go-goa-gone_Saif

Boris is a caricature. In fact, I think Saif took his character references from Bob Christo. With a bad wig, fake tatts, a dodgy accent that he maintains even after admitting he isn’t Russian, he is a charismatic presence without being in the least bit real.

go-goa-gone-the-good-guys

I think Boris is also indicative of the confusion within this film about whether it is a comedy or a horror or both. The gore is very gory so that was a bit darker than needed with the comedy and the horror element isn’t scary enough. The zombiefication occurred after the rave goers took a specific $5000 pill which fried their brains, but then was transmitted by bite. So there’s no logic in the threat, and it’s a really bad business model if you kill your clients after one dose. They were just shuffling zombies of varying acting ability. But there are some moments of the quirky genius I expected from the team that delivered 99 and Shor in the City. Hardik lures a zombie girl away in a brilliant filmi song inspired romp around trees and through the woods, his facial expressions totally at odds with the music and body language. They take a boat called the Tatinic to the island, the Russians subtitles are in a specific font. There are lots of details to enjoy.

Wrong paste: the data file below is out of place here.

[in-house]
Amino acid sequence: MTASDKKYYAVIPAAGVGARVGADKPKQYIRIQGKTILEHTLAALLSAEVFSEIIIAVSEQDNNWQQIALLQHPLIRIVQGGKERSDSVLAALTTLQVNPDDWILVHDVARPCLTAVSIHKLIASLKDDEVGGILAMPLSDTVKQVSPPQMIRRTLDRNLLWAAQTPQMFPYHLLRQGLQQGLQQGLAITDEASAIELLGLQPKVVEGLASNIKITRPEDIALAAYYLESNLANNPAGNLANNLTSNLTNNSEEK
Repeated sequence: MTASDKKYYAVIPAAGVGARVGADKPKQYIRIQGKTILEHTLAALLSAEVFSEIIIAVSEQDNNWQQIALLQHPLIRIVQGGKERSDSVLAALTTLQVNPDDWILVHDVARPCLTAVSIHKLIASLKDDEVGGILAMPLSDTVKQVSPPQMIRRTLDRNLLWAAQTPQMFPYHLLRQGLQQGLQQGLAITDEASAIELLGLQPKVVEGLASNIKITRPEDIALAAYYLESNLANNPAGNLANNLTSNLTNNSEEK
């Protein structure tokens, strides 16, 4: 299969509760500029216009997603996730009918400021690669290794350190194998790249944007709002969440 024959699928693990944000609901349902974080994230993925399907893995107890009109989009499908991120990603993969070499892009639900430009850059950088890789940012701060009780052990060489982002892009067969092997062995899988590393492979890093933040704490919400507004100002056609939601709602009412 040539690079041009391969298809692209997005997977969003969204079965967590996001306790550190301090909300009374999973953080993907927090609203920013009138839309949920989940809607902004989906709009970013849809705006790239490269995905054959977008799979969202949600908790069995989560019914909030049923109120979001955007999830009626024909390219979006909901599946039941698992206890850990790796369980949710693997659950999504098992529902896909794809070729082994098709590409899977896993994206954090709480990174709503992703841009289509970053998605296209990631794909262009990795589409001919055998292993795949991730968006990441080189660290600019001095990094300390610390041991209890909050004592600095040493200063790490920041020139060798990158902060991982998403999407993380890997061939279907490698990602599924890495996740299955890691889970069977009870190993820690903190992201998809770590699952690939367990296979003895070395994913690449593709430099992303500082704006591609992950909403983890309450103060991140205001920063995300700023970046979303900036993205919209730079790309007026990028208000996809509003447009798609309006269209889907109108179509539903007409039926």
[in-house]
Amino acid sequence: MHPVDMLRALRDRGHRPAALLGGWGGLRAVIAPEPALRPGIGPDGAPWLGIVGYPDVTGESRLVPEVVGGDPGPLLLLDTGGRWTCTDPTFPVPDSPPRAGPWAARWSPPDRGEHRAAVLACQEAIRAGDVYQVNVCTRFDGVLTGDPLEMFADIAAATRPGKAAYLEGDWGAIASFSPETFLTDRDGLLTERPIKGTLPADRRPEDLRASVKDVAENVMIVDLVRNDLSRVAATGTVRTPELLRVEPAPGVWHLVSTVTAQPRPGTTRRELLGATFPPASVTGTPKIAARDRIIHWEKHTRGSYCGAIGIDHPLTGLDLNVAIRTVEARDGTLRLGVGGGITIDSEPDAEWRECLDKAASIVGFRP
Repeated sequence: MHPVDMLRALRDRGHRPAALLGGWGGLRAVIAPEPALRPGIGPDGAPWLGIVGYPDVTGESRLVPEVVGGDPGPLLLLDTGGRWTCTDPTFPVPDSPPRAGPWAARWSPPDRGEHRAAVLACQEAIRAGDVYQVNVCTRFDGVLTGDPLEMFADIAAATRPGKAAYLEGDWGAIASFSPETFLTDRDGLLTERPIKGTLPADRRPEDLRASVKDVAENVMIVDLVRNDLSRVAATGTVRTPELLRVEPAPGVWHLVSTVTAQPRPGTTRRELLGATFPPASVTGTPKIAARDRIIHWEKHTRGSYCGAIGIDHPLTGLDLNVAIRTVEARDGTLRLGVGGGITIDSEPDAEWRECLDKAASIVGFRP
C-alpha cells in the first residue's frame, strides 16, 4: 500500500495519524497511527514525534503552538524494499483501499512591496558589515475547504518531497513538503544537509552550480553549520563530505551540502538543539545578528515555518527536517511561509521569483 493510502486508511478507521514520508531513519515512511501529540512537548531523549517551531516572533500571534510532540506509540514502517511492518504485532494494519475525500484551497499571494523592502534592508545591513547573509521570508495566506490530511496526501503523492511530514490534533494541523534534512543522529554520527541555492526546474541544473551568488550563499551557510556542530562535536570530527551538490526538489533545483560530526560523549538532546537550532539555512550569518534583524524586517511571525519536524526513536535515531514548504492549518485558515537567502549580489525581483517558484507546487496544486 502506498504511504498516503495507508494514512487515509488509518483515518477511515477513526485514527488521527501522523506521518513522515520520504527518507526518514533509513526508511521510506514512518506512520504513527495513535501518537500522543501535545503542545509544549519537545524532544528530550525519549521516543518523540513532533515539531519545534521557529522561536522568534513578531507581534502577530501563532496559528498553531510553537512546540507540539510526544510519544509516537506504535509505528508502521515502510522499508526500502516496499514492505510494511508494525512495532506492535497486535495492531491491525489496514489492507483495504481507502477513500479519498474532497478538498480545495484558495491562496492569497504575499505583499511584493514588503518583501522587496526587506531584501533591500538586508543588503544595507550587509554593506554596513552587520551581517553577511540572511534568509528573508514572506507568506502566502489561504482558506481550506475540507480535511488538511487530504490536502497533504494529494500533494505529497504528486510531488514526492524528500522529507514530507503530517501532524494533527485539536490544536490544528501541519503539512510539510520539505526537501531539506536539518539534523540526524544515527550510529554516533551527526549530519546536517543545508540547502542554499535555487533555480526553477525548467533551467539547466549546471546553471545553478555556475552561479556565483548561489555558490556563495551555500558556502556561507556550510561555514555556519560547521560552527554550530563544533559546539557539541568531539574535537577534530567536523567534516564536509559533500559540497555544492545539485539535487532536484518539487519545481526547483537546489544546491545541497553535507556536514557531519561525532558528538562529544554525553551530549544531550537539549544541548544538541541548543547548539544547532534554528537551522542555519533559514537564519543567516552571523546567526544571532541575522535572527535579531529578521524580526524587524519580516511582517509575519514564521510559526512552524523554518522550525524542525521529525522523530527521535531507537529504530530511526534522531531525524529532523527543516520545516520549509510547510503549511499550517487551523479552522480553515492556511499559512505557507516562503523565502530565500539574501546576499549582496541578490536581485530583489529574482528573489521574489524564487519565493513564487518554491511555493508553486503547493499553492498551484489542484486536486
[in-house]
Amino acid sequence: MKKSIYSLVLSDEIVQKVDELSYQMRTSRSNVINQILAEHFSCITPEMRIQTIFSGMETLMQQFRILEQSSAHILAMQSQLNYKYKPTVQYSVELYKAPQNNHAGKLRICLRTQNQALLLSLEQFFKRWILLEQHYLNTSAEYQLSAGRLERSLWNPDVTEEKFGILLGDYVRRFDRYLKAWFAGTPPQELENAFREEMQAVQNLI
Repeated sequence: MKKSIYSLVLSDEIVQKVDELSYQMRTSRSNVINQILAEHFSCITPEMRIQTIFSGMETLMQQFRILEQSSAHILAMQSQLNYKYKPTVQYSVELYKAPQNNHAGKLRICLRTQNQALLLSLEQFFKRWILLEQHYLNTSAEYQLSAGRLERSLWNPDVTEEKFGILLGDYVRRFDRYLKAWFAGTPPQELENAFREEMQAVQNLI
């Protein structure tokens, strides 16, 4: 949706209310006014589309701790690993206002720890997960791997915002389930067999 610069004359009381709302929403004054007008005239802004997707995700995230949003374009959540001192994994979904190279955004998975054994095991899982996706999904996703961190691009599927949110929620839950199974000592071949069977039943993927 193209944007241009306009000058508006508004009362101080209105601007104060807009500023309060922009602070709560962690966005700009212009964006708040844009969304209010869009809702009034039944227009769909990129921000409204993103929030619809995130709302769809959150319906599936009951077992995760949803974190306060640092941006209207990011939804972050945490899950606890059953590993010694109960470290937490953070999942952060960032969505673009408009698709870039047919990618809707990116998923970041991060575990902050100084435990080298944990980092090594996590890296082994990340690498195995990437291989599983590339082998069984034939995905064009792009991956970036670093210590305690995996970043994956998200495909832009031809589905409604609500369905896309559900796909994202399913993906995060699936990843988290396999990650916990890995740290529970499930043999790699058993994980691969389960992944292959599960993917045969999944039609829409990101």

There is an overt anti-smoking and anti-drug message that is about as subtle as a zombie bite. One of the warnings struck me more as an effort to placate Goan authorities for yet again portraying Goa as a place overrun with crime and drug addled ‘zombies’ than anything else. A further warning at the end was heavy handed and careless. I felt the second half just lost momentum as it needed to ramp up.

go-goa-gone-zombies

It’s a very stylish film (except for a few zombie ravers who looked a bit like accountants), and the Sachin-Jigar soundtrack works well with the sharply edited visuals. Some subtitles are out of synch with the dialogue, which surprised me in a project that otherwise had good production values.

I laughed at some lines, but didn’t find this terribly funny especially in the second half. It’s a kind of Delhi Belly of the Living Dead, and neither as fun or frightening as it could have been. Worth a look, but not the zom-com I hoped for.